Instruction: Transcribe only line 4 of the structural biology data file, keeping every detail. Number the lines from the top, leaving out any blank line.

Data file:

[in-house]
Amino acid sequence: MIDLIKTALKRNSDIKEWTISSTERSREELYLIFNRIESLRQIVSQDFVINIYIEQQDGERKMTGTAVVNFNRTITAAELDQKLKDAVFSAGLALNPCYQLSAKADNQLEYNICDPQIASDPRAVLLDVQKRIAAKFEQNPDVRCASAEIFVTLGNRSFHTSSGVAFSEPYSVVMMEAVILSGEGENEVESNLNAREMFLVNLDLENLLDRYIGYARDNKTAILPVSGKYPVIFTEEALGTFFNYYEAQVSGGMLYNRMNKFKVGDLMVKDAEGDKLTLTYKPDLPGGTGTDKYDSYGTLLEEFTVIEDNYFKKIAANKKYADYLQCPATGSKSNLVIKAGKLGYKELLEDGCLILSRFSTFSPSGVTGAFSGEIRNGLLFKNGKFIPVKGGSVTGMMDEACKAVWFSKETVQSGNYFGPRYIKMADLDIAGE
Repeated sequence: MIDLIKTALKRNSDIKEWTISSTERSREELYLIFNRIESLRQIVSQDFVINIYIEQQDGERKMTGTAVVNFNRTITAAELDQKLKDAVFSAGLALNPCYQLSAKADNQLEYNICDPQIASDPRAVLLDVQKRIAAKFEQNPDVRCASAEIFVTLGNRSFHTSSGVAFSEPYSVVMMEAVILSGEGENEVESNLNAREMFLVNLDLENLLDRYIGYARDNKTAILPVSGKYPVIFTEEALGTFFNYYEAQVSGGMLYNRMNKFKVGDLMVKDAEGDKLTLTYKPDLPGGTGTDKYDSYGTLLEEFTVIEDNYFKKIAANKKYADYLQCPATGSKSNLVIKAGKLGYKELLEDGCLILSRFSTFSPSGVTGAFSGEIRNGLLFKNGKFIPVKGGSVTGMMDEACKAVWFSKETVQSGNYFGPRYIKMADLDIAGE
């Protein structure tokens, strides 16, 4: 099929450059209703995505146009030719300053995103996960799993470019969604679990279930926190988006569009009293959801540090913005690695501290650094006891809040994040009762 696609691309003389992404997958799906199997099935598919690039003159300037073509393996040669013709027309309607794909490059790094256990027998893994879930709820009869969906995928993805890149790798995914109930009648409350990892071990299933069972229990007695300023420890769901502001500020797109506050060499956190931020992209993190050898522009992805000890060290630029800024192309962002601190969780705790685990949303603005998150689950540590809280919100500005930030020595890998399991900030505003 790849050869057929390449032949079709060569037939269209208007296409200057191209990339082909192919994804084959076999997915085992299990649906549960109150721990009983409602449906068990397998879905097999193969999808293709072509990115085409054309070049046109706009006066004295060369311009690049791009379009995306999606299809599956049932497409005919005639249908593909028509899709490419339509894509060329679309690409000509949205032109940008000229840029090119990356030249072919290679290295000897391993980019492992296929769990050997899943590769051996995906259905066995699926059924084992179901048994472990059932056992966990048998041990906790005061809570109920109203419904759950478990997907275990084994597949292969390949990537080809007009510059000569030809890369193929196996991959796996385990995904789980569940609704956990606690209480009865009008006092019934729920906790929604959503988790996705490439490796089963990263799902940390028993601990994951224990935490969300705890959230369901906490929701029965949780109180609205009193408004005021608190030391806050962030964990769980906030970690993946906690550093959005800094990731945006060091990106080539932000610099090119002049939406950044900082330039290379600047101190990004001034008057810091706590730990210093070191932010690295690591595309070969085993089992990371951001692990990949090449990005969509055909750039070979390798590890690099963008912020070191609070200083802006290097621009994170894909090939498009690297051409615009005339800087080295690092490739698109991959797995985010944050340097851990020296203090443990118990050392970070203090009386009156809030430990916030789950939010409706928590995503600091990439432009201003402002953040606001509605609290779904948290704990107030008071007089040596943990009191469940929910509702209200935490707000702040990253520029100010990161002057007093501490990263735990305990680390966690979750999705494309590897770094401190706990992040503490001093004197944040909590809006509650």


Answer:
């Protein structure tokens, strides 16, 4: 099929450059209703995505146009030719300053995103996960799993470019969604679990279930926190988006569009009293959801540090913005690695501290650094006891809040994040009762 696609691309003389992404997958799906199997099935598919690039003159300037073509393996040669013709027309309607794909490059790094256990027998893994879930709820009869969906995928993805890149790798995914109930009648409350990892071990299933069972229990007695300023420890769901502001500020797109506050060499956190931020992209993190050898522009992805000890060290630029800024192309962002601190969780705790685990949303603005998150689950540590809280919100500005930030020595890998399991900030505003 790849050869057929390449032949079709060569037939269209208007296409200057191209990339082909192919994804084959076999997915085992299990649906549960109150721990009983409602449906068990397998879905097999193969999808293709072509990115085409054309070049046109706009006066004295060369311009690049791009379009995306999606299809599956049932497409005919005639249908593909028509899709490419339509894509060329679309690409000509949205032109940008000229840029090119990356030249072919290679290295000897391993980019492992296929769990050997899943590769051996995906259905066995699926059924084992179901048994472990059932056992966990048998041990906790005061809570109920109203419904759950478990997907275990084994597949292969390949990537080809007009510059000569030809890369193929196996991959796996385990995904789980569940609704956990606690209480009865009008006092019934729920906790929604959503988790996705490439490796089963990263799902940390028993601990994951224990935490969300705890959230369901906490929701029965949780109180609205009193408004005021608190030391806050962030964990769980906030970690993946906690550093959005800094990731945006060091990106080539932000610099090119002049939406950044900082330039290379600047101190990004001034008057810091706590730990210093070191932010690295690591595309070969085993089992990371951001692990990949090449990005969509055909750039070979390798590890690099963008912020070191609070200083802006290097621009994170894909090939498009690297051409615009005339800087080295690092490739698109991959797995985010944050340097851990020296203090443990118990050392970070203090009386009156809030430990916030789950939010409706928590995503600091990439432009201003402002953040606001509605609290779904948290704990107030008071007089040596943990009191469940929910509702209200935490707000702040990253520029100010990161002057007093501490990263735990305990680390966690979750999705494309590897770094401190706990992040503490001093004197944040909590809006509650």